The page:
By Bob Ferris
The true character of any person, institution or machine becomes revealed by stress. You could think, for instance, that you were in good shape until you climb that steep hill and realize differently because your lungs are struggling, your heart beats like a drum and your head aches. For the Washington Department of Fish and Wildlife (WDFW) the “steep hill” is wolf recovery. And as we look back at the Wedge and Huckleberry pack experiences we clearly see they are ill-equipped to handle this challenge or even see the most logical pathway—a rulemaking process—to remove themselves from this constant, consistent and well-deserved public beatings (1,2,3,4,5).
All bureaucracies fear change and generally need to be dragged kicking and screaming to any process that alters the way they do business, but even the most entrenched within this bastion of rigidity must understand that the current mode operation is not working. If forced to characterize the problem I would state it by saying the agency is deficient in comprehension, commitment and communications.
I am a wildlife biologist and have worked in the conservation arena for more than 30 years in various capacities. During my education I was deeply exposed to ecological theory and practice including an extensive examination of the evolution of ecological thinking influenced by folks like Aldo Leopold, Olaus Murie and others. Moreover, from my earliest education in the 1970s until now I have had the advantage of watching my profession evolve from an exercise in maximizing game and fish populations to an understanding of the value of maintaining ecological function and biodiversity. All this drives how I think and act in regards to conservation.
This above grounding allows me to easily recognize others with similar grounding and understanding. When dealing with WDFW’s upper management and my collective sense of the Washington Fish and Wildlife Commission, I do not get this sense of intellectual resonance. Now granted the WDFW clings to the old-school and dated notion of maximization rather than managing for sustainability or resiliency, but even given that I do feel that there is much in the way of effort being exerted to swim upstream rather than float with the current.
Anyone who has been involved with wolf recovery understands that the successful pursuit of the activity requires commitment. Many states want control of this activity but lack the commitment and also do not grasp that management and recovery are fundamentally not the same thing. That is why many organizations—including Cascadia Wildlands—would prefer federal recovery efforts to state management. This is in part because we understand that these are different functions and approaches and because we have the negative examples of Idaho and elsewhere.
Communications with stakeholders are key to the success of any endeavor and wolf recovery is no exception. When done correctly communications engender connectedness and trust. When done poorly—as with the WDFW’s press release on the killing of the alpha female—they result in several thousand angry phone calls and e-mails to the Governor. That is a major public relations failure.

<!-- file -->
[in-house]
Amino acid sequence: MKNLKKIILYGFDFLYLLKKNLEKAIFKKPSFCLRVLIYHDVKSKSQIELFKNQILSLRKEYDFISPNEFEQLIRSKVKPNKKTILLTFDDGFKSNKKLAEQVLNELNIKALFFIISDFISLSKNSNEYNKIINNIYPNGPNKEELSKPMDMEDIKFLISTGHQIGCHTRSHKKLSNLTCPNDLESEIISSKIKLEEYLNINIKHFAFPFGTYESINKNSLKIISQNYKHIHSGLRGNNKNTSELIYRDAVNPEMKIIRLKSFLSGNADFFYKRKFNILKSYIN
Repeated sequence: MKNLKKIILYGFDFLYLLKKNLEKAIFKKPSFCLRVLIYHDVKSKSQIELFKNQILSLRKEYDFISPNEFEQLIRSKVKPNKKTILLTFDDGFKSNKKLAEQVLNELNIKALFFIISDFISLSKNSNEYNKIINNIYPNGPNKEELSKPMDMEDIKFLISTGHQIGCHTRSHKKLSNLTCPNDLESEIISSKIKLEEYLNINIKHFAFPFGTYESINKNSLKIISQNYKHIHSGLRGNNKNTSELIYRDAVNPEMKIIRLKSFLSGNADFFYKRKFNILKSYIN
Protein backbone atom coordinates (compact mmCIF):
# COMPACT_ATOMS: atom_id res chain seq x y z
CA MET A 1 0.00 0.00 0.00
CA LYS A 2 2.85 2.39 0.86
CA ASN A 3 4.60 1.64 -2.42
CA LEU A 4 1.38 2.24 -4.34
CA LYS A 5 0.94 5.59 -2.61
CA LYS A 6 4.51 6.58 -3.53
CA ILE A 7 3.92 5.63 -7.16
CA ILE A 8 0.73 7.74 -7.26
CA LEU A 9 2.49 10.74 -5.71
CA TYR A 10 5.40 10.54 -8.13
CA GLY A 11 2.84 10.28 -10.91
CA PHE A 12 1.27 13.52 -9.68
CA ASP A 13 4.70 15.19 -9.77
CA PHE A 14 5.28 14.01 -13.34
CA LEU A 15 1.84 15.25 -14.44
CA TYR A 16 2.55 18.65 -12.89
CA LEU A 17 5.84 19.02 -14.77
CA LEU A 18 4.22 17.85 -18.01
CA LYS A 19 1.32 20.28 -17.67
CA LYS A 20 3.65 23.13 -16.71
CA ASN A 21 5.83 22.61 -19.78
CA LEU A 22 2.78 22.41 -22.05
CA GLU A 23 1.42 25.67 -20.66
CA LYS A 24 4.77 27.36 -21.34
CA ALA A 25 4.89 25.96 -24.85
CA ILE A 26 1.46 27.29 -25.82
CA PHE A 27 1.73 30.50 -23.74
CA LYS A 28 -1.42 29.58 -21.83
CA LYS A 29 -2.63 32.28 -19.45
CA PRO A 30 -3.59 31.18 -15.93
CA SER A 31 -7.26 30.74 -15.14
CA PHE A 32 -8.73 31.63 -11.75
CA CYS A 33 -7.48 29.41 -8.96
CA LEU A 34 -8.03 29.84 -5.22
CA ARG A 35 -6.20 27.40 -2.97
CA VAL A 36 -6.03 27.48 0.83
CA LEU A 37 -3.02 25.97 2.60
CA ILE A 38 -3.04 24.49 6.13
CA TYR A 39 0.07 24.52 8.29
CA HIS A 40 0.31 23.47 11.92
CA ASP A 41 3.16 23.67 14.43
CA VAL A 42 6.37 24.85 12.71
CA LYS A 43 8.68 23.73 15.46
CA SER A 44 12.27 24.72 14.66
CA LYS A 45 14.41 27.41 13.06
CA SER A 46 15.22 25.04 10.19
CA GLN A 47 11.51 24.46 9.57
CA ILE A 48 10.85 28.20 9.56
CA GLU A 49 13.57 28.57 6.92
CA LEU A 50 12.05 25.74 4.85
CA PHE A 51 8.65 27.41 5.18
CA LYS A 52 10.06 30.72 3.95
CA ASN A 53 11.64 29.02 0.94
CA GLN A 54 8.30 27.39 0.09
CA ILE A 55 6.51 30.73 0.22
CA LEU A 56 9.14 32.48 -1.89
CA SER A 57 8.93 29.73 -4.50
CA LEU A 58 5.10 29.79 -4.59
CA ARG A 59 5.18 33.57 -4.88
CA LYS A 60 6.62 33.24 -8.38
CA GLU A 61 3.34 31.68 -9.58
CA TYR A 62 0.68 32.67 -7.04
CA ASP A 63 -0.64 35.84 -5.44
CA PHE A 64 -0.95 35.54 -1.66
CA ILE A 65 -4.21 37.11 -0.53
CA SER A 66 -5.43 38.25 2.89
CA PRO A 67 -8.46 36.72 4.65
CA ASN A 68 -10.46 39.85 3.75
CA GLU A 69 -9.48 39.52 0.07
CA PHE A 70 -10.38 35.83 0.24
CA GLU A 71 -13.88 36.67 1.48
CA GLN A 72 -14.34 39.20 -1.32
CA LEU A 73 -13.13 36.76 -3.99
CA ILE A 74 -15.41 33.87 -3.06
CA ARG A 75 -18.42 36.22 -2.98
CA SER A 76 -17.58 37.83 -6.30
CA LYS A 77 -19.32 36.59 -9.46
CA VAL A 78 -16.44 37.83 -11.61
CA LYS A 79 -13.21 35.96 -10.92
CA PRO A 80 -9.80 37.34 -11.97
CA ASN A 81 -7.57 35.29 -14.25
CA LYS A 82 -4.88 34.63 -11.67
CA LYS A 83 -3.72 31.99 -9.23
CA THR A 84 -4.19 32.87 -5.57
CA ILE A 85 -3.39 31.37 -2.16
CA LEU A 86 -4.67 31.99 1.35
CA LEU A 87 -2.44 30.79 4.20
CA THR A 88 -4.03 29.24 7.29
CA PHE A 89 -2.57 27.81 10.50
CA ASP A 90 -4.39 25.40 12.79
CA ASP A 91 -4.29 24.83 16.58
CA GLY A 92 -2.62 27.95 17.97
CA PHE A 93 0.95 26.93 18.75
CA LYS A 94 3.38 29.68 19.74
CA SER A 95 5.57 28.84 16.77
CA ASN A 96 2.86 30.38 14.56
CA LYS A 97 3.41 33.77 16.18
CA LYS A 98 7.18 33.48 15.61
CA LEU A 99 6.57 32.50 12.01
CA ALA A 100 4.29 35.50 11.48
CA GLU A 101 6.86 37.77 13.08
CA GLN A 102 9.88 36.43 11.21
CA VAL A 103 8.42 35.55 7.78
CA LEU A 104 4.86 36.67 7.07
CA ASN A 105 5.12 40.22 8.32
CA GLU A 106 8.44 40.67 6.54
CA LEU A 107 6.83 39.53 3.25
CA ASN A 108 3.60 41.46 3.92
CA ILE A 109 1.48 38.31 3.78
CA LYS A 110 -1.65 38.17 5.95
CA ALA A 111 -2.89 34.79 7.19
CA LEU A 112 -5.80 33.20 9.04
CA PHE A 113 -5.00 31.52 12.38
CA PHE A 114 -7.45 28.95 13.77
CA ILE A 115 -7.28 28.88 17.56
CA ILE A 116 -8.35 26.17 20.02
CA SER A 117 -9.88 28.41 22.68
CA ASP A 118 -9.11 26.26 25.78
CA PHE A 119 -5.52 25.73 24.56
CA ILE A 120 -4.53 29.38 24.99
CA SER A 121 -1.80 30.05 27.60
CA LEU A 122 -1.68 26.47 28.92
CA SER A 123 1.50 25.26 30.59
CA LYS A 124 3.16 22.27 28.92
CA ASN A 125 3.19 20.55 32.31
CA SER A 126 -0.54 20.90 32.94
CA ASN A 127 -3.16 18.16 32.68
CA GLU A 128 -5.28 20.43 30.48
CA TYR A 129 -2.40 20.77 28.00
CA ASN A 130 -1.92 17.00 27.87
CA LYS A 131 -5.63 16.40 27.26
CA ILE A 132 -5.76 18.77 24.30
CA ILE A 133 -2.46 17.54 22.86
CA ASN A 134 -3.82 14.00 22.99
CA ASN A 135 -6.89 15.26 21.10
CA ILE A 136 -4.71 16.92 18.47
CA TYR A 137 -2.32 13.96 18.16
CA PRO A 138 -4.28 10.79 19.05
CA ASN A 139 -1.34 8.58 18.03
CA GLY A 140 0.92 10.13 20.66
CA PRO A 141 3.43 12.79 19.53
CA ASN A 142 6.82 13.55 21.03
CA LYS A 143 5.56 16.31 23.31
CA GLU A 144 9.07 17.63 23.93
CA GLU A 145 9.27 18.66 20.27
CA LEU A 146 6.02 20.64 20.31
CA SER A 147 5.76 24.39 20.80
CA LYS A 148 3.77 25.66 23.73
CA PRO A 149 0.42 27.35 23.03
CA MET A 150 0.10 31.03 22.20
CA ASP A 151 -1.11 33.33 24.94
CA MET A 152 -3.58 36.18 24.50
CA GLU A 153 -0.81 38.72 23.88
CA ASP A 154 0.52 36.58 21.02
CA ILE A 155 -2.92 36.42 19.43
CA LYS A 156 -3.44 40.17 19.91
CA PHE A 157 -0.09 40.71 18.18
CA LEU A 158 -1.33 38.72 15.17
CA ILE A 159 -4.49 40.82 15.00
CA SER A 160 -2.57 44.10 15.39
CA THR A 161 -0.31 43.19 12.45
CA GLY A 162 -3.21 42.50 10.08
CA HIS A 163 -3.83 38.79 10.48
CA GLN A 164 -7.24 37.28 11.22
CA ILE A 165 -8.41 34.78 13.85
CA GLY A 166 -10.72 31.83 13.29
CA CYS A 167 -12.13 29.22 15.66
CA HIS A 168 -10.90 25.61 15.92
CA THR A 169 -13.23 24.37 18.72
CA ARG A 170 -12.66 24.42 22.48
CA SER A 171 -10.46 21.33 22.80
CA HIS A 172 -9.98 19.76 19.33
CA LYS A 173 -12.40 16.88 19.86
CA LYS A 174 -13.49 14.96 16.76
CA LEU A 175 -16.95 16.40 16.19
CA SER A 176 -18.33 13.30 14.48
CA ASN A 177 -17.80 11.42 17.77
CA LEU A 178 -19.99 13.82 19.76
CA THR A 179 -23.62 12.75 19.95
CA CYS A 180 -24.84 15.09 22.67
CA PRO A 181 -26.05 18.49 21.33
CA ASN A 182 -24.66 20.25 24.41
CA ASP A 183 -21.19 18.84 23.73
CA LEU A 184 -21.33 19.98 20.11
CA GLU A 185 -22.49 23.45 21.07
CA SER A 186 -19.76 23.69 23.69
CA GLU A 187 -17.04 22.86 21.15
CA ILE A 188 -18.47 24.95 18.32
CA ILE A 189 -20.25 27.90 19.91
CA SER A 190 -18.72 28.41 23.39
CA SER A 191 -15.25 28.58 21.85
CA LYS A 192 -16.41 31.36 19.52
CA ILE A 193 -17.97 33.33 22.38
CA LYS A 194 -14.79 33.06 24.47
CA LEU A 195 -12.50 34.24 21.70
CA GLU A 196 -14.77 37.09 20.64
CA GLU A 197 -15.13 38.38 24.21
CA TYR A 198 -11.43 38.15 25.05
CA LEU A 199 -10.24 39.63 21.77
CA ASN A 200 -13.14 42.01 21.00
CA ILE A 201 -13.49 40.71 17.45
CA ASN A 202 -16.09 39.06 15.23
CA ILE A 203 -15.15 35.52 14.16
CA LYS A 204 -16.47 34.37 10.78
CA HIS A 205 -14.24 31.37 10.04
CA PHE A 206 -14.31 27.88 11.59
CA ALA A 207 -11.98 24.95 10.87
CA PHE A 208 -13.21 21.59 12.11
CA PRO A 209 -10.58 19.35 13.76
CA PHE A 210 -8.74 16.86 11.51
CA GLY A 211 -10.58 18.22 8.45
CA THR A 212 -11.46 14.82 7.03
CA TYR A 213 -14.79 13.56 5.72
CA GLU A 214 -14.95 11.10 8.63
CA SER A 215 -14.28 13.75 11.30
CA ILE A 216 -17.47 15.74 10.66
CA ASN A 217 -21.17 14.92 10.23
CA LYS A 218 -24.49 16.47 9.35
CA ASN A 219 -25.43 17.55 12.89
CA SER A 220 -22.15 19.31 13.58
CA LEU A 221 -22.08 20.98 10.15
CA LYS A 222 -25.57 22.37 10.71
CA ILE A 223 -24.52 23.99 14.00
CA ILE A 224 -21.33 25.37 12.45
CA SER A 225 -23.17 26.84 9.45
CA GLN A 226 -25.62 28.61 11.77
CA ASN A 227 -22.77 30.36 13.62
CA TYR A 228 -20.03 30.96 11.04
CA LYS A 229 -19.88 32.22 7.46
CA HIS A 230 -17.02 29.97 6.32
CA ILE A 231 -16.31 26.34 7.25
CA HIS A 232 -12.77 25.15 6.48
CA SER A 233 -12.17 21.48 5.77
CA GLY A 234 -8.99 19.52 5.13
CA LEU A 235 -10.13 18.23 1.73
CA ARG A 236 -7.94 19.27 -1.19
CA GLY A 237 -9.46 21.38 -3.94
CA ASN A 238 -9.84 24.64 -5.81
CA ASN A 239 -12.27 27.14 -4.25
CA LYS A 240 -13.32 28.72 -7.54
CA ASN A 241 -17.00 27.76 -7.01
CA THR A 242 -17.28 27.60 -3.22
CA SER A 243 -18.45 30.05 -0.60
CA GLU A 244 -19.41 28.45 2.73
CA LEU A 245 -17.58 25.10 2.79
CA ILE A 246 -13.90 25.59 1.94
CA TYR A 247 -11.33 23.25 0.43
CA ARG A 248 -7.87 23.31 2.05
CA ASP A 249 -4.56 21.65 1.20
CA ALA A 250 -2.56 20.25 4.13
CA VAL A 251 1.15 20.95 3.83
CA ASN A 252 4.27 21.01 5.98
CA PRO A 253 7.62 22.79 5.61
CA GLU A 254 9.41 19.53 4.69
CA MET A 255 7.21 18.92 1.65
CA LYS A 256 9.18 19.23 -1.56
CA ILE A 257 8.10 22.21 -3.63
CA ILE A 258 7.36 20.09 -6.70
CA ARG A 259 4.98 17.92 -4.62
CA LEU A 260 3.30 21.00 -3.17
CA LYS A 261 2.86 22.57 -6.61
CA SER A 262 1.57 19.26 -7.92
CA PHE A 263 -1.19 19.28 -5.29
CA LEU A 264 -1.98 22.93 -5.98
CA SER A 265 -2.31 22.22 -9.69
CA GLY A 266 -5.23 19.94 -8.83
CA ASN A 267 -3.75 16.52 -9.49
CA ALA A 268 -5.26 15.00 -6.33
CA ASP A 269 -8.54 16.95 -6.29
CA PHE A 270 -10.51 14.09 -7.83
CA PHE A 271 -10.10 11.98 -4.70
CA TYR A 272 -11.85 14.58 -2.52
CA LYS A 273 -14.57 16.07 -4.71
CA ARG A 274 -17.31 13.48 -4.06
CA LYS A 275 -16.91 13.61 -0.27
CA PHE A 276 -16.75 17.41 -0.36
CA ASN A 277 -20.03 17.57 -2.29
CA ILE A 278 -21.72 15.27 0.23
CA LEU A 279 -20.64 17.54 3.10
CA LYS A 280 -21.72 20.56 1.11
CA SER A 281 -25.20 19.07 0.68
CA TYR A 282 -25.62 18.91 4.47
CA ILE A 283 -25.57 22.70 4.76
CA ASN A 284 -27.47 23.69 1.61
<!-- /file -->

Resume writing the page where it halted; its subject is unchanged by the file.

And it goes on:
Why was this press release such a problem? Emerging science indicates more and more that maintaining pack structure is very important—which means it is critical to keep the alpha pairs. Our group and others were assured through various channels at WDFW that lethal control would be directed only towards young of the year and that the alpha pair would be preserved. Additionally, the WDFW, the Washington Fish and Wildlife Commission and the Governor are engaged through various legal petitions and the Wolf Advisory Committee (WAG) either directly with Cascadia Wildlands or via our partners in the Pacific Wolf Coalition which makes us a stakeholder and gives us standing on this issue.
"The department’s wildlife veterinarian conducted a necropsy this week indicating the wolf was the pack’s breeding female." WDFW press release September 4, 2014
So when we find out—basically by accident—that the alpha female was killed nearly two weeks after she died,we are upset. When we find news of this event buried deep in what can only be characterized as a pro-ranching press release our blood pressure raises a little more. And when we see this monumental mistake mentioned offhandedly, in a manner that dismissively characterizes the role of this female, and that implies that the delay in notification is related to the need for a necropsy (the animal equivalent of an autopsy) we really have to question whether this agency takes its role in wolf recovery or it responsibility to public at all seriously. (Please see trail camera photograph of lactating female wolf taken during the summer in Oregon to understand how absolutely silly the necropsy defense is.)
The list goes on and on, but the answer to all of this is for WDFW and the Commission to finally wake up and undergo rulemaking. With rulemaking they would emerge with an approach that incorporates the understanding of all the stakeholders including those of the conservationists and ranching interests reflected in rules for wolves as well as for livestock producers. With rulemaking WDFW would also demonstrate that they are committed to a recovery pathway rather than one that simply manages. And with rulemaking lines of communications as well as mechanisms for communication would be created that would make sure that all parties had the information that they needed.
The public scrutiny and openness may seem like a pain but the agency has to ask themselves how is this current path working for them. Because this public pressure will continue until WDFW makes meaningful changes in their program and their approach.